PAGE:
Our nation decided more than 50 years ago that when a business decides to open its doors to the public, that business should be open to all. That core principle is at the heart of how we treat one another, but today’s decision by the Supreme Court chips away at its foundation.

Those who want to create a constitutional right to discriminate will use today’s decision to undermine nondiscrimination protections in other states. In doing so, they will open the door to mistreatment and discrimination against a broad array of Americans.

Colorado has some of the strongest protections for LGBT citizens in the nation, and it still wasn’t enough to ensure that David Mullins and Charlie Craig would be treated equally when stopping into Masterpiece Cakeshop to purchase a cake for their upcoming wedding. In more than half the country, our state laws do not explicitly protect LGBT Americans from discrimination in stores and restaurants, in the workplace, or in housing. In fact, 60% of our states still lack those protections.

Freedom of religion is important; that’s why it’s already protected by the First Amendment to the Constitution. But that freedom doesn’t give any of us the right to impose our beliefs on others, or to discriminate. Serving a customer doesn’t mean a business owner shares or endorses all of that customer’s beliefs. Nobody should be turned away from a business simply because of who they are. And unfortunately, today’s decision will be seen by some businesses as an invitation to tell LGBT customers, “We don’t serve your kind here.”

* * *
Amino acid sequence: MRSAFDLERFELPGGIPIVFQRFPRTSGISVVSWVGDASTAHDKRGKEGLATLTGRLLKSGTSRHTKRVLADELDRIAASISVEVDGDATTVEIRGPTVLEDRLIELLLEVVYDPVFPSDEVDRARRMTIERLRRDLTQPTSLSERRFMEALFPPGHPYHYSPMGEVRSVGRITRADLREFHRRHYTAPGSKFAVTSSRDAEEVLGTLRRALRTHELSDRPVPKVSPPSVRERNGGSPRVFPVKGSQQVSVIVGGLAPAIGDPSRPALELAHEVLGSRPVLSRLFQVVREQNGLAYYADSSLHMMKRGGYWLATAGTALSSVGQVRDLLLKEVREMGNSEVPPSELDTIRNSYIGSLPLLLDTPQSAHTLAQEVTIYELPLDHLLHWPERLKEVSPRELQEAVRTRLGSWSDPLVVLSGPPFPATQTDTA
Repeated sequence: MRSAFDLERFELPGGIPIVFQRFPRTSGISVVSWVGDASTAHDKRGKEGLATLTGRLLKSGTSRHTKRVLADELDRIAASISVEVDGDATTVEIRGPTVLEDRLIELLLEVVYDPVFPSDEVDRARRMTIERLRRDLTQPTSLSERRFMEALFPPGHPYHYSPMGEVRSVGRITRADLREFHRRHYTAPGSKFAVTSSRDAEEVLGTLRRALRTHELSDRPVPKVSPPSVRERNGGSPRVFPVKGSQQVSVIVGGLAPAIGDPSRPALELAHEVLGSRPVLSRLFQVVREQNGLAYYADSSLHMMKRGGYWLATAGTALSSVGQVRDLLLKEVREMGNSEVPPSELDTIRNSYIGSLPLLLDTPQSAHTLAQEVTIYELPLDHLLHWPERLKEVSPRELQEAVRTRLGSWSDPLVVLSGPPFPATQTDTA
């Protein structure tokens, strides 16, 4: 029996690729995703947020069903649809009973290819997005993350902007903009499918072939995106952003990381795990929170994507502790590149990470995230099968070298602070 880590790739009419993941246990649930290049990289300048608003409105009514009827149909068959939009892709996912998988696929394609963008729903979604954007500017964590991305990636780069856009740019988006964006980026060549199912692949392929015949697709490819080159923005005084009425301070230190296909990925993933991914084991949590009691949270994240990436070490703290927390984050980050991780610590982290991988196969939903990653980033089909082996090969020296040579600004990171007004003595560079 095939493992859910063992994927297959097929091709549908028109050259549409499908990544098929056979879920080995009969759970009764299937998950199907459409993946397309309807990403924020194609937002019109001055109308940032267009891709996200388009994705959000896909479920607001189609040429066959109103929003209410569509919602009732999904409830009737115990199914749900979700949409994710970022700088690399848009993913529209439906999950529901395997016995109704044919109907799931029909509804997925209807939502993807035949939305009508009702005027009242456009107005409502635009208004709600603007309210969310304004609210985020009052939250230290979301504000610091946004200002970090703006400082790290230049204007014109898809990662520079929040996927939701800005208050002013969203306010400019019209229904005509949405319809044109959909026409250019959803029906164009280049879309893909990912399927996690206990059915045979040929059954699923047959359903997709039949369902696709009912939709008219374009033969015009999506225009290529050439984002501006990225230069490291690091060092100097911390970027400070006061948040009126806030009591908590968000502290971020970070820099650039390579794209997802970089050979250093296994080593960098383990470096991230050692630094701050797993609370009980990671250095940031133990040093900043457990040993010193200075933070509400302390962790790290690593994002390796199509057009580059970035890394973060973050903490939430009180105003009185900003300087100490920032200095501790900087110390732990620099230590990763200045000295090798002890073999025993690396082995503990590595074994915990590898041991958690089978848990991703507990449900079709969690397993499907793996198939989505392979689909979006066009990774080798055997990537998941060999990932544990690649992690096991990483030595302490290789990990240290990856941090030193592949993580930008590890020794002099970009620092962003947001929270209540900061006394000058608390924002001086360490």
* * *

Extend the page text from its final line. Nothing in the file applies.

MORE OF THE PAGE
An overwhelming majority of Americans support equal treatment for LGBT people, and it’s more than time for our laws to catch up with our values. That’s why businesses, civil rights advocates, religious leaders, health organizations, labor groups, LGBT people and our friends, families and allies are joining together to call on Congress to pass the Equality Act and create one set of rules for everyone. No one should be fired from their job, denied a place to live, or turned away from a business simply because of who they are.

Today, in the face of such a monumental set-back, we will remember that there is far more that unites us as Americans than divides us. We all want to feel safe and secure in our communities and have the freedom to be who we are. The Center is a proud member of the Open to All campaign coalition, which is urging businesses to stand up for equality and make sure that everyone knows they will be welcomed by taking the Open to All pledge.

Will you join us and take the pledge today? Together, we can work to make our communities safe and accessible for all.

Read the full decision here.